HOOPS/WPF Integration Guide

Introduction

The HOOPS/WPF integration consists of a connection between HOOPS/3dGS and the WPF Window and User Control GUI objects. This document describes how to use the HOOPS/WPF integration to build a .NET WPF application that incorporates the HOOPS/3dAF components. Some familiarity with .NET, WPF, HOOPS/3dGS and HOOPS/MVO is assumed.

Developers should start by compiling and running the basic wpf_simple application as the starting point for their application. This is the primary example for .NET WPF developers wishing to incorporate the HOOPS/3dAF components into either existing or new .NET applications. The readable source code is located in the <hoops>/demo/dotnet/wpf_simple directory.

Platform/Compiler Support

The HOOPS/WPF integration is supported under Microsoft Visual Studio with .NET Framework 4.0.

Compilation and Runtime Information

The following steps are required to compile and run a HOOPS/WPF based application:

  • Compiling: Your application must reference the HOOPS/3dAF C# wrapper classes.
    • hoops<version>cs<version>.dll
    • hics<version>_cs<version>.dll
    • hoops_mvo<version>_cs<version>.dll
    • hoops_stream<version>_cs<version>.dll
    • hoops_wpf<version>_cs<version>.dll
  • Executing: Ensure that the following native DLLs are in your application's directory or in your PATH.
    • hoops<version>_vc<Visual Studio version>.dll
    • hcs<version>.dll
    • hics<version>.dll
    • hoops_mvo_mgk<version>_vc<Visual Studio version>.dll
    • hcsmvo<version>.dll
    • hoops_stream<version>_vc<Visual Studio version>.dll
    • hcsstream<version>.dll
    • hoops_wpf<version>_cs<version>.dll
    • d3dcompiler<version>.dll

The above files are located in your <VISUALIZE>/bin/<platform> directory.

Component Object Relationships

This section discusses the relationship between .NET WPF and HOOPS/3dAF components. Building an application with both these toolkits minimally involves using the following objects from each component.

WPF

A .NET WPF application typically has a window object that contains controls displaying information from one document.

HOOPS/WPF

There should be at least one set of hoops_base::HPanel and hoops_base::HWindow objects, where the panel gets attached to the window. You usually create a custom panel and window derived from HPanel and HWindow. These two classes can be found in <VISUALIZE>/Dev_Tools/hoops_wpf/source/.

HOOPS/MVO

HBaseModel, HBaseView, and an operator class derived from HBaseOperator. Applications that want to implement selection of geometry will also need a HSelectionSet object. These objects are all connected by private data members which store pointers to other objects in the following manner:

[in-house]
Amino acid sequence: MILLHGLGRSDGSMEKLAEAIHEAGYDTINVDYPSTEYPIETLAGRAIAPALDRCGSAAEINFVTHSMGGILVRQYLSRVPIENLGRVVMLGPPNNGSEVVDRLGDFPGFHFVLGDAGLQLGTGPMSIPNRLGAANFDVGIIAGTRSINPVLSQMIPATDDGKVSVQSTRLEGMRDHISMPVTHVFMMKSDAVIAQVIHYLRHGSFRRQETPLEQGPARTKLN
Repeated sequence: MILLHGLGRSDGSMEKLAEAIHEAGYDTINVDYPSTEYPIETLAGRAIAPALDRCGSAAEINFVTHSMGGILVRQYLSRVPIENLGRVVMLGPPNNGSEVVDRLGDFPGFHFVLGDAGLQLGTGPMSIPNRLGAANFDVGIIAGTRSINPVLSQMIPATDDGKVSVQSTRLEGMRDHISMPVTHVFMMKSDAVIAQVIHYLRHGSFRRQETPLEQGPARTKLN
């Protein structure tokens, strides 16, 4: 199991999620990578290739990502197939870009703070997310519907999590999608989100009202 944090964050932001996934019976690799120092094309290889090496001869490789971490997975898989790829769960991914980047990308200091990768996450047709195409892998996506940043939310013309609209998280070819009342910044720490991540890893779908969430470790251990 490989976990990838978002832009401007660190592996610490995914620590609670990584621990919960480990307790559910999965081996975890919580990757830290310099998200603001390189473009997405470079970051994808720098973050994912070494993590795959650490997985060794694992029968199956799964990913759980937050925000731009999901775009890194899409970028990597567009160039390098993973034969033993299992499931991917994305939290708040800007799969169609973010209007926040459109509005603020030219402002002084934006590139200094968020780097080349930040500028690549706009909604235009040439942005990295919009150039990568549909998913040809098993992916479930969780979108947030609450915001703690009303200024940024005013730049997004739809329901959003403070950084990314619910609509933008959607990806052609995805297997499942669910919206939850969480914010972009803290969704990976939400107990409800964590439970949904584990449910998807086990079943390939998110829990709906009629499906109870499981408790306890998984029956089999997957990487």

Steps to Building an Application with .NET WPF and HOOPS

Programming with an object oriented GUI framework like .NET WPF involves creating a set of objects and defining the ways in which they are connected, the manner in which they send and receive messages, and then launching the framework's event loop. Building an application using .NET WPF and HOOPS/3dAF specifically requires creation and initialization of:

Creating and Initializing the Application

A .NET WPF application usually creates a Application object which implements the function AppStartup. The wpf_simple application does this in it's primary App.xaml.cs source file as follows:

public partial class App : Application
{
void AppStartup(object sender, StartupEventArgs args)
{
WPFSimpleWindow mainForm = new WPFSimpleWindow();
mainForm.Show();
}
}

Creating and Initializing HOOPS/WPF Objects

The HOOPS/WPF integration consists of a customized WPF Window and UserControl called HWindow and HPanel, as diagrammed up above. (Again, the panel will get attached to the window.) As many pairs of these objects can be created as needed to implement the GUI's design. Your application should define custom HWindow and HPanel classes, as shown in wpf_simple source.

Custom SimpleWPFPanel definition taken from the wpf_simple project's SimpleWPFPanel.cs source file:

public partial class SimpleWPFPanel : HPanel
{
// Constructor which calls the Init() method of the class
public SimpleWPFPanel(): base()
{
InitializeComponent();
}
// This method will set up the default HOOPS/MVO view for the panel and attach a HOOPS/MVO default operator
public void InitializeComponent()
{
// contents reviewed later
}
}

Here is custom WPFSimpleWindow definition taken from the wpf_simple project's SimpleHWindow.xaml.cs source file. Note that it creates the custom WPFSimpleWindow object and initializes the window:

public partial class WPFSimpleWindow : HWindow
{
...
// Sets up the panel and window
private void Init()
{
//Checking to see if an instance of WindowsFormsHost has been created to host the panel
if(is_host_added == 0)
{
m_pHPanel = new SimpleWPFPanel();
/**********************************************************************************